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When I have a linear regression and I want to determine uncertainty in the slope from the quality of the fit (ignoring any uncertainty from error bars for now), I generally use

$$ \sigma_m = m \sqrt{\frac{1/R^2 - 1}{n-2}} $$

where $R^2$ is the coefficient of determination, $n$ is the number of data points, $m$ is the slope, and $\sigma_m$ is the uncertainty in the slope.

For a set of data that is highly non-linear, and thus has a very low-quality fit, $R^2$ may become negative. However, when $R^2 \leq 0$, the argument of the square root becomes negative, and thus the uncertainties become imaginary. Is there a method for determining uncertainty due to the quality of a fit under these circumstances?

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    $\begingroup$ Can you provide a reference for the formula you are using? Typically, standard errors, which seem to be what you are trying to calculate are always positive. $\endgroup$
    – dc3726
    Jun 3, 2020 at 22:30

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When there is an intercept, in-sample $R^2 \ge 0$, so there is no risk of an imaginary root. Even $R^2=0$ is so unlikely in real (or even simulated) data that I would consider it to be practically impossible. You can use your equation without fear of an imaginary root or dividing by zero.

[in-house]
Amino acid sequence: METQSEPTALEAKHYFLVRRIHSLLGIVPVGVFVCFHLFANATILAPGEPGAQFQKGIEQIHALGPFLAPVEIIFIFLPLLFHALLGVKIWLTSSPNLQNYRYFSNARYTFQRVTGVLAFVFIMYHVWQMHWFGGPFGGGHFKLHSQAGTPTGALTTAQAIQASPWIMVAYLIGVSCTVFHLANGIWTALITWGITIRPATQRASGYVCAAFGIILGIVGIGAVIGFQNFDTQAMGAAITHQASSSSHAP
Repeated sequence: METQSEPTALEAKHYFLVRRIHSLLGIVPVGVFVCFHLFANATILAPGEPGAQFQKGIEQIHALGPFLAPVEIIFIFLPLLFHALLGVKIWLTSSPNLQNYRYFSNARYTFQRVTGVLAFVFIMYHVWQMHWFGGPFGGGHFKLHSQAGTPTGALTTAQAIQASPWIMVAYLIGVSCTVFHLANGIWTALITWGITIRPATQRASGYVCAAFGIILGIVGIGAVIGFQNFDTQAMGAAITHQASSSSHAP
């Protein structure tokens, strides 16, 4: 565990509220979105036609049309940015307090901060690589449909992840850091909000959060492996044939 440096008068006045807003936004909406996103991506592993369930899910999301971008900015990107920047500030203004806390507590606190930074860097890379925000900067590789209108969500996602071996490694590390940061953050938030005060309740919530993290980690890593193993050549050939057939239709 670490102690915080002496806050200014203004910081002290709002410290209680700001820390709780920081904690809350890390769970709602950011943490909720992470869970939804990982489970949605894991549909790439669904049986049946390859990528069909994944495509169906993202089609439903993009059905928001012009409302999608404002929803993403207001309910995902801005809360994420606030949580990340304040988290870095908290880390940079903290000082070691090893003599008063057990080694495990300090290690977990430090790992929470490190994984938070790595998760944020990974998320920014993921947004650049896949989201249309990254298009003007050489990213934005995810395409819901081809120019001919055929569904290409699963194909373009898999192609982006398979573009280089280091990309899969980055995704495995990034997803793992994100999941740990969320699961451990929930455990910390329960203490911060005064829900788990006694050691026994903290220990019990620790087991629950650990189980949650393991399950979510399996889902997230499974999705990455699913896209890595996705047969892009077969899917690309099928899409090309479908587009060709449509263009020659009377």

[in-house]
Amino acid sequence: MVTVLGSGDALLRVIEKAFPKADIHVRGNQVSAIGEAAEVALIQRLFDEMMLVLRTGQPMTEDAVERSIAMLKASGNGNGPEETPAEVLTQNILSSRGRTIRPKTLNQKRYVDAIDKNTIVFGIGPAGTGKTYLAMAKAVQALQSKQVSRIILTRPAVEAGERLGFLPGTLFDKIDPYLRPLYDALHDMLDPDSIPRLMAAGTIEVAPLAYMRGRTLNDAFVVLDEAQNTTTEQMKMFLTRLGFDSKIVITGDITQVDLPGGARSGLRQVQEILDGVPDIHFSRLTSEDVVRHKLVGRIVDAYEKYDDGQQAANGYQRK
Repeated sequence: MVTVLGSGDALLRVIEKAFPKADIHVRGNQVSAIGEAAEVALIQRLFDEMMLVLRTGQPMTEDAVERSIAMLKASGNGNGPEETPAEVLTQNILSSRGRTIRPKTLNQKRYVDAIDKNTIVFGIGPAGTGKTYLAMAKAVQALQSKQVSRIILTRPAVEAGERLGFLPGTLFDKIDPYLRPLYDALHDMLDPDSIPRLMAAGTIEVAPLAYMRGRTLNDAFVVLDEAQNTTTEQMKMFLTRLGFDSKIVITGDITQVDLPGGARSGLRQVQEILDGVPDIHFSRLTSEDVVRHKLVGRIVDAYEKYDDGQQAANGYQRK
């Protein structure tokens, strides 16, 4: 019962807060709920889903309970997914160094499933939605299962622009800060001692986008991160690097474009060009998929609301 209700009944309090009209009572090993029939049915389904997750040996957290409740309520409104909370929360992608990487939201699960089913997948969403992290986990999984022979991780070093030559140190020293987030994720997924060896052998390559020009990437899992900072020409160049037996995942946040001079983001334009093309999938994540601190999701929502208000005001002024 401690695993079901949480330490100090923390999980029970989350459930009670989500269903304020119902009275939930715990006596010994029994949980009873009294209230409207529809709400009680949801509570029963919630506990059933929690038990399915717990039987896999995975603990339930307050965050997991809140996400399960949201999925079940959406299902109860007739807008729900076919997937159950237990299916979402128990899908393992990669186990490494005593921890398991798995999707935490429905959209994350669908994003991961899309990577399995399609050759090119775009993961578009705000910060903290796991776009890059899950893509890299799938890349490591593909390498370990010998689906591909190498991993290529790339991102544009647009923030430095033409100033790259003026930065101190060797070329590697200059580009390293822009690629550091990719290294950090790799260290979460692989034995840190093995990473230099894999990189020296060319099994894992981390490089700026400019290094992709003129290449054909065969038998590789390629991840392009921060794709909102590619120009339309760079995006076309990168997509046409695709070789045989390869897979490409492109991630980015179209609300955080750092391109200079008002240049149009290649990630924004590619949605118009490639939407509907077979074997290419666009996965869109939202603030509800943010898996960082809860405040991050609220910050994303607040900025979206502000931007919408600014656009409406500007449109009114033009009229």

If I had an awful fit, however, I would be skeptical of any inference. What does it mean to look at the slope coefficient when the data follow a sine curve?

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from wikipedia

If you substitute above function to the numerator of your $\sigma_m$, we get $\frac{SS_{total}}{SS_{total}-SS_{res}}$. The uncertainty seems to depend on which direction SS of residual differs from total SS and n-2 is just a standardized term. I think you can add an absolute calculation outside the numerator to make it non-negative without changing the meaning this formula wants to express.

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